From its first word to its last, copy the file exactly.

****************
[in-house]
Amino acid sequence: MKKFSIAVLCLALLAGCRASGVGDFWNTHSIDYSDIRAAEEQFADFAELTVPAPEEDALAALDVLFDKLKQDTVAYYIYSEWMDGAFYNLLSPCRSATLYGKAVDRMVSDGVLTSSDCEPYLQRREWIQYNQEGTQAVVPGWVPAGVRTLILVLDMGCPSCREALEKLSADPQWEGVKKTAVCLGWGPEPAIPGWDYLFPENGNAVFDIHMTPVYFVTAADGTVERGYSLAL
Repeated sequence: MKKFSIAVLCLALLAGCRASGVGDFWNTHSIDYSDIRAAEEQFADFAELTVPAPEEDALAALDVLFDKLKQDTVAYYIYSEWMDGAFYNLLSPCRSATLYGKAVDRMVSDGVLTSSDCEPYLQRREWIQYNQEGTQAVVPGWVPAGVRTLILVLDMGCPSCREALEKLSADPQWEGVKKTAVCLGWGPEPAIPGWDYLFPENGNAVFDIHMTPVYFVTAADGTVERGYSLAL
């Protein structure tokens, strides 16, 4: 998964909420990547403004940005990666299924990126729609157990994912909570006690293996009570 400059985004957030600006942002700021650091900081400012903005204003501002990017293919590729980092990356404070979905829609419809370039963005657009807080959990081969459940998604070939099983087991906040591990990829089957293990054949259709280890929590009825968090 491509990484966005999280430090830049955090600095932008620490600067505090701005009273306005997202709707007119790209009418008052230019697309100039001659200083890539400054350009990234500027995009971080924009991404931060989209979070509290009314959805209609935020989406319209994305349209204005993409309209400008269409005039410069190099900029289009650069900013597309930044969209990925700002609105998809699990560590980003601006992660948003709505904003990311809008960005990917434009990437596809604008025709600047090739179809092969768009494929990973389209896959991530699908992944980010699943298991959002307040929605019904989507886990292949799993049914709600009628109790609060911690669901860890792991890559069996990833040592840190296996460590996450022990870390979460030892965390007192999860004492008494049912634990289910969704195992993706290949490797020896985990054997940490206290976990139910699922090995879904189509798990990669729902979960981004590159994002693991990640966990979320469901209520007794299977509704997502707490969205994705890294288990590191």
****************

[in-house]
Amino acid sequence: MKKFSIAVLCLALLAGCRASGVGDFWNTHSIDYSDIRAAEEQFADFAELTVPAPEEDALAALDVLFDKLKQDTVAYYIYSEWMDGAFYNLLSPCRSATLYGKAVDRMVSDGVLTSSDCEPYLQRREWIQYNQEGTQAVVPGWVPAGVRTLILVLDMGCPSCREALEKLSADPQWEGVKKTAVCLGWGPEPAIPGWDYLFPENGNAVFDIHMTPVYFVTAADGTVERGYSLAL
Repeated sequence: MKKFSIAVLCLALLAGCRASGVGDFWNTHSIDYSDIRAAEEQFADFAELTVPAPEEDALAALDVLFDKLKQDTVAYYIYSEWMDGAFYNLLSPCRSATLYGKAVDRMVSDGVLTSSDCEPYLQRREWIQYNQEGTQAVVPGWVPAGVRTLILVLDMGCPSCREALEKLSADPQWEGVKKTAVCLGWGPEPAIPGWDYLFPENGNAVFDIHMTPVYFVTAADGTVERGYSLAL
């Protein structure tokens, strides 16, 4: 998964909420990547403004940005990666299924990126729609157990994912909570006690293996009570 400059985004957030600006942002700021650091900081400012903005204003501002990017293919590729980092990356404070979905829609419809370039963005657009807080959990081969459940998604070939099983087991906040591990990829089957293990054949259709280890929590009825968090 491509990484966005999280430090830049955090600095932008620490600067505090701005009273306005997202709707007119790209009418008052230019697309100039001659200083890539400054350009990234500027995009971080924009991404931060989209979070509290009314959805209609935020989406319209994305349209204005993409309209400008269409005039410069190099900029289009650069900013597309930044969209990925700002609105998809699990560590980003601006992660948003709505904003990311809008960005990917434009990437596809604008025709600047090739179809092969768009494929990973389209896959991530699908992944980010699943298991959002307040929605019904989507886990292949799993049914709600009628109790609060911690669901860890792991890559069996990833040592840190296996460590996450022990870390979460030892965390007192999860004492008494049912634990289910969704195992993706290949490797020896985990054997940490206290976990139910699922090995879904189509798990990669729902979960981004590159994002693991990640966990979320469901209520007794299977509704997502707490969205994705890294288990590191």